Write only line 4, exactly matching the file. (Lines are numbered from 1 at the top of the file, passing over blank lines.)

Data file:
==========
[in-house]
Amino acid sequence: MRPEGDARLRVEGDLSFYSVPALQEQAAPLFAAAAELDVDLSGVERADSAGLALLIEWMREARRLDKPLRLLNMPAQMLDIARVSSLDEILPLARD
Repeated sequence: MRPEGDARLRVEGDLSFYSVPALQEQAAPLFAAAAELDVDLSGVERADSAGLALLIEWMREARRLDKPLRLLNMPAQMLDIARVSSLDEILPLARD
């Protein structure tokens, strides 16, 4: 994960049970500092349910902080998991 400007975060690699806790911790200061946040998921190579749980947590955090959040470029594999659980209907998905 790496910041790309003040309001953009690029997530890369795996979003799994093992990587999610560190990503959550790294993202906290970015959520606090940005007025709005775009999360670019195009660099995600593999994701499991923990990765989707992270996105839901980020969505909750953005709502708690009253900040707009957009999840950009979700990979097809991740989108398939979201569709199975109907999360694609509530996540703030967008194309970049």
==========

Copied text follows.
């Protein structure tokens, strides 16, 4: 994960049970500092349910902080998991 400007975060690699806790911790200061946040998921190579749980947590955090959040470029594999659980209907998905 790496910041790309003040309001953009690029997530890369795996979003799994093992990587999610560190990503959550790294993202906290970015959520606090940005007025709005775009999360670019195009660099995600593999994701499991923990990765989707992270996105839901980020969505909750953005709502708690009253900040707009957009999840950009979700990979097809991740989108398939979201569709199975109907999360694609509530996540703030967008194309970049």